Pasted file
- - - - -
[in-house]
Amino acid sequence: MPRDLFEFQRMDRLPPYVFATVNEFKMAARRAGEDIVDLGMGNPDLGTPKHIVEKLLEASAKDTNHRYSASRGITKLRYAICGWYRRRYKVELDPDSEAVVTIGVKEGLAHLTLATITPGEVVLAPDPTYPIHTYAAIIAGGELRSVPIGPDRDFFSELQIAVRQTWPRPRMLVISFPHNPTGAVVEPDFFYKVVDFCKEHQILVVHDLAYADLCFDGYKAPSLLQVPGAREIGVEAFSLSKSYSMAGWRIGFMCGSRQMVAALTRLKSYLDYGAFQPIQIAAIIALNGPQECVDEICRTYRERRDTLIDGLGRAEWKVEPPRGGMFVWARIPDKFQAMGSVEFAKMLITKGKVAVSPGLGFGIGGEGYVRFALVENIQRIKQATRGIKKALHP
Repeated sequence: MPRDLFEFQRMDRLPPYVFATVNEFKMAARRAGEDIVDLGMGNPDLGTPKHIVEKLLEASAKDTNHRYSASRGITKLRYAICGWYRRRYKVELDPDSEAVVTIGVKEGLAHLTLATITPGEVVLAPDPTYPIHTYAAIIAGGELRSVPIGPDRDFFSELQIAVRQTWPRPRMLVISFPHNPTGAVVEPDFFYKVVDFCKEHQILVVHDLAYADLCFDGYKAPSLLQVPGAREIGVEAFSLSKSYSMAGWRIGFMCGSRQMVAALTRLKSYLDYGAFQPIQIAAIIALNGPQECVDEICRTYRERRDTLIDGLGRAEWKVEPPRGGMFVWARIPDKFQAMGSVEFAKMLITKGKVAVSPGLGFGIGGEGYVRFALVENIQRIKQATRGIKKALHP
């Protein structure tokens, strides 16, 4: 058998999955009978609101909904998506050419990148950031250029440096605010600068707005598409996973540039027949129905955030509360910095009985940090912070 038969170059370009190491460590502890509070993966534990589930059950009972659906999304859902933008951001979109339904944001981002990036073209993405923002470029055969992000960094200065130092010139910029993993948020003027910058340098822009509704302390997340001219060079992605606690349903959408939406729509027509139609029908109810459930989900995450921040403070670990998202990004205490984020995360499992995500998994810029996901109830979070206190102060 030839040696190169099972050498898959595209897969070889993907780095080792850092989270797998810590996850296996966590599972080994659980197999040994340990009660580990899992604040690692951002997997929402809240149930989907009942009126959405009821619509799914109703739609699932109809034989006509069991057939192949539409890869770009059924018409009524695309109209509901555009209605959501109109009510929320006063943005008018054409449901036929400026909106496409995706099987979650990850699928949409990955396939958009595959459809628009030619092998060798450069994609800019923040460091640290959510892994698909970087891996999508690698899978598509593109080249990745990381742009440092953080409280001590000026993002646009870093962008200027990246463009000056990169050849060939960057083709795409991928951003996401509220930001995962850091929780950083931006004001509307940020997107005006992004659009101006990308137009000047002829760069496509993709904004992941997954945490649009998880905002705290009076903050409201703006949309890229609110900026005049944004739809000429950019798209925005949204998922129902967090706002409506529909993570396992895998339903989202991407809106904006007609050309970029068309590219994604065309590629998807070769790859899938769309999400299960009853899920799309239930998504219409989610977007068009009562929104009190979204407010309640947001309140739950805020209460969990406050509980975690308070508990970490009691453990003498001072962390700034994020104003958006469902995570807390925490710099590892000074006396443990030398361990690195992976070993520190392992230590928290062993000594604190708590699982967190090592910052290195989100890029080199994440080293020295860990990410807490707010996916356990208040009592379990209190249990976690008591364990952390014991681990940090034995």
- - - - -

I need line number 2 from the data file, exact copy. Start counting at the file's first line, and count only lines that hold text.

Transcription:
Amino acid sequence: MPRDLFEFQRMDRLPPYVFATVNEFKMAARRAGEDIVDLGMGNPDLGTPKHIVEKLLEASAKDTNHRYSASRGITKLRYAICGWYRRRYKVELDPDSEAVVTIGVKEGLAHLTLATITPGEVVLAPDPTYPIHTYAAIIAGGELRSVPIGPDRDFFSELQIAVRQTWPRPRMLVISFPHNPTGAVVEPDFFYKVVDFCKEHQILVVHDLAYADLCFDGYKAPSLLQVPGAREIGVEAFSLSKSYSMAGWRIGFMCGSRQMVAALTRLKSYLDYGAFQPIQIAAIIALNGPQECVDEICRTYRERRDTLIDGLGRAEWKVEPPRGGMFVWARIPDKFQAMGSVEFAKMLITKGKVAVSPGLGFGIGGEGYVRFALVENIQRIKQATRGIKKALHP